Finally the one man band Alaska In Winter (aka Brandon Bethancourt) appeared, and the presence of the ladies in the male dominated room became apparent. But past the fact that Alaska’s frontman looks good in fur, his artful performances are exactly that– performance art. Details such as the removal of a tie in his video orchestra to Brandon’s real time clothing removal on stage showcase some crossdisciplinary skills. Put him in a glass box and this boy could make it at P.S. 1 any day.
We caught up with Bethancourt about tex mex, deep space, and crashing at Zach Condon’s place before the show. Check out the interview, as well as some AIW wardrobe changes, after the jump…
At times, Amadou & Mariam seem a bit uncomfortable with questions about Mali. I suspect it is because they do not want to end up pidgeon-holed by an American audience used to associating African music with “world music,” a label that can scare potential listeners away from an act they fear they will never have the language or cultural background to enjoy. But Amadou & Mariam do make world music, and always have. From their early recordings that passed the sounds of traditional Malian music through a lens of Western jazz and blues, to their latest album, Welcome to Mali, which sounds profoundly influenced by decades of global touring, Amadou & Mariam’s world music sheds regional codes and dialects leaving pretty much pure pop in the most enjoyable (if Francophone) sense. We had the enviable opportunity to have a translator-assisted chat with the duo recently.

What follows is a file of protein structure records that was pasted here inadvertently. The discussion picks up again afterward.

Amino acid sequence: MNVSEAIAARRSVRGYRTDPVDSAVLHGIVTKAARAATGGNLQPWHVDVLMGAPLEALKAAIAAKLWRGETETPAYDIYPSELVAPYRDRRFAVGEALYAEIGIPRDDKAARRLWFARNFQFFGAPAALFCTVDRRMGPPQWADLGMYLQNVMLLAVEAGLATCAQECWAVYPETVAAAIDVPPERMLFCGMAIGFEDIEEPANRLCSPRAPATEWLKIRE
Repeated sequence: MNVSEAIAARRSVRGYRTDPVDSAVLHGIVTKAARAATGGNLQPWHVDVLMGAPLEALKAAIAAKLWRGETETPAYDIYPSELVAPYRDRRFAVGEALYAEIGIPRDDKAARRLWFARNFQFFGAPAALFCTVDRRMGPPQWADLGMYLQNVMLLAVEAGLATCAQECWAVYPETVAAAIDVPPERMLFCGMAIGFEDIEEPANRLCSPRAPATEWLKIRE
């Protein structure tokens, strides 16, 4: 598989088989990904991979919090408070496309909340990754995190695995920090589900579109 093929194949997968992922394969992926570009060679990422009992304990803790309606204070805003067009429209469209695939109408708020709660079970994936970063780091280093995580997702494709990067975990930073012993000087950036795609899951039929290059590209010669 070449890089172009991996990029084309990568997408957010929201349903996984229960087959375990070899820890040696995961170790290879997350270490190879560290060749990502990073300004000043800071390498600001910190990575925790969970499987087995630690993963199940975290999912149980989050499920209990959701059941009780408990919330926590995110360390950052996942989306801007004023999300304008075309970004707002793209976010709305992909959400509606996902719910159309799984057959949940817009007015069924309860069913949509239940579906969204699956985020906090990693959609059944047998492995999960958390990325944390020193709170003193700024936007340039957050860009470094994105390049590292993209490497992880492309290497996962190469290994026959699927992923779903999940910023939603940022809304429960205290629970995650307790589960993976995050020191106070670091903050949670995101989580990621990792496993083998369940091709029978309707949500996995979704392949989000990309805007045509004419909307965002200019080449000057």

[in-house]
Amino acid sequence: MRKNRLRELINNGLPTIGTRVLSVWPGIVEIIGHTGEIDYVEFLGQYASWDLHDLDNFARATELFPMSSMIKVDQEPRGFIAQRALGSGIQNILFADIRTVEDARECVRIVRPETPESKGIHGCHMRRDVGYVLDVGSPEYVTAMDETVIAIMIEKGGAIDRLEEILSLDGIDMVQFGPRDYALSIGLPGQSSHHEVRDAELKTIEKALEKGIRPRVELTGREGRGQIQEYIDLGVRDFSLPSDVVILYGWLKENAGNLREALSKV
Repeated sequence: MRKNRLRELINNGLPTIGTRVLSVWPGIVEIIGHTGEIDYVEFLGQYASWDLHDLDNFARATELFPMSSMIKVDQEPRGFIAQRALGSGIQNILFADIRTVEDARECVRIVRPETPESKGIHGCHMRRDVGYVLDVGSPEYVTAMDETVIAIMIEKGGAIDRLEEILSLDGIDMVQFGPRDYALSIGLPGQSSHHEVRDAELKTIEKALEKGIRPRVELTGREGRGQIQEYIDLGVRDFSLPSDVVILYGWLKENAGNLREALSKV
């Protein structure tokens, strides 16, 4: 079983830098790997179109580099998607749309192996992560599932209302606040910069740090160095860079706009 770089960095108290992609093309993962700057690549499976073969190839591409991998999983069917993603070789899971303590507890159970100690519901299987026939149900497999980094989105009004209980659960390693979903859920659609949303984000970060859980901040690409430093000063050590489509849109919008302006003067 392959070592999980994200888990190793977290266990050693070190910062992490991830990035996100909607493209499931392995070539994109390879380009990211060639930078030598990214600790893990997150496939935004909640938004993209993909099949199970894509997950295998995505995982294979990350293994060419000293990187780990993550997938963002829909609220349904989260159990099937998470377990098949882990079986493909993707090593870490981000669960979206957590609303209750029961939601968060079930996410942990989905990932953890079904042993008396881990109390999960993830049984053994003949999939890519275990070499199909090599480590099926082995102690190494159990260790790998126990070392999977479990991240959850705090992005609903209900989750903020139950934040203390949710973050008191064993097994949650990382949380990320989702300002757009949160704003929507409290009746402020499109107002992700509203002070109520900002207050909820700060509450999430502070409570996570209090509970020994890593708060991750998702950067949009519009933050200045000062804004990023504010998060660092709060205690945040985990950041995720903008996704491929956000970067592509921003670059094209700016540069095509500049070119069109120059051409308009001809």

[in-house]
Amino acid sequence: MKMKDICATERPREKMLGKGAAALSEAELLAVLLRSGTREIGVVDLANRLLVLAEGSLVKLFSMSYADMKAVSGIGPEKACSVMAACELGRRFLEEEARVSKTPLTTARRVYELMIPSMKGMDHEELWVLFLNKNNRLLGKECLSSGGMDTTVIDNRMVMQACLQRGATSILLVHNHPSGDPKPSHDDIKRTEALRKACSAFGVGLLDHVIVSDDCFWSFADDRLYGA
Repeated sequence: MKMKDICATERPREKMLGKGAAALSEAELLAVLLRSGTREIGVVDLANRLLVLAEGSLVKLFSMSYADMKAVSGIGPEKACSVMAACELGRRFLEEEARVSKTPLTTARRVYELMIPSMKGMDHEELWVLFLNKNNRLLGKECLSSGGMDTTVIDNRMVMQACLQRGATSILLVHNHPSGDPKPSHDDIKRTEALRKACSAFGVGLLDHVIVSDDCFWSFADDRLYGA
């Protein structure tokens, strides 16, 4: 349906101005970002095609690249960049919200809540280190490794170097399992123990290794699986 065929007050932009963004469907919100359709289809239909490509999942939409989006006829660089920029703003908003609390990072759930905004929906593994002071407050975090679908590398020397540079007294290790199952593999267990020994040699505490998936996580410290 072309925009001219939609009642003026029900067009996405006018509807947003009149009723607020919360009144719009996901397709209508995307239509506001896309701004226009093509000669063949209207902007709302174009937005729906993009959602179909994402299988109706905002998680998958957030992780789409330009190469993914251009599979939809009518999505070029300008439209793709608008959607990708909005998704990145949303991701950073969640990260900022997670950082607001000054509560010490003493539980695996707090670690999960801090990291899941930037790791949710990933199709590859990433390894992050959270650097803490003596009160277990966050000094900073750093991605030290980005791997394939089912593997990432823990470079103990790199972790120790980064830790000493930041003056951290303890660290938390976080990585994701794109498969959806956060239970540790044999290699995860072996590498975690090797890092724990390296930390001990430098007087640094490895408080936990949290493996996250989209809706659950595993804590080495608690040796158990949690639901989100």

Peggy Wang on vox and keys
The Pains of Being Pure at Heart are everywhere right now and honestly — although I’ve heard the name kicked around for awhile now — I didn’t listen to them until recently. They have a fuzzy, pop sensibility that recalls My Bloody Valentine, but puts me in a much nicer mood. I see visions of high school dances, sneaking Peach Schnapps under the bleachers. (OK that’s a scene from The Virgin Suicides). The music is pretty in a twee, Sofia Coppola-kinda way.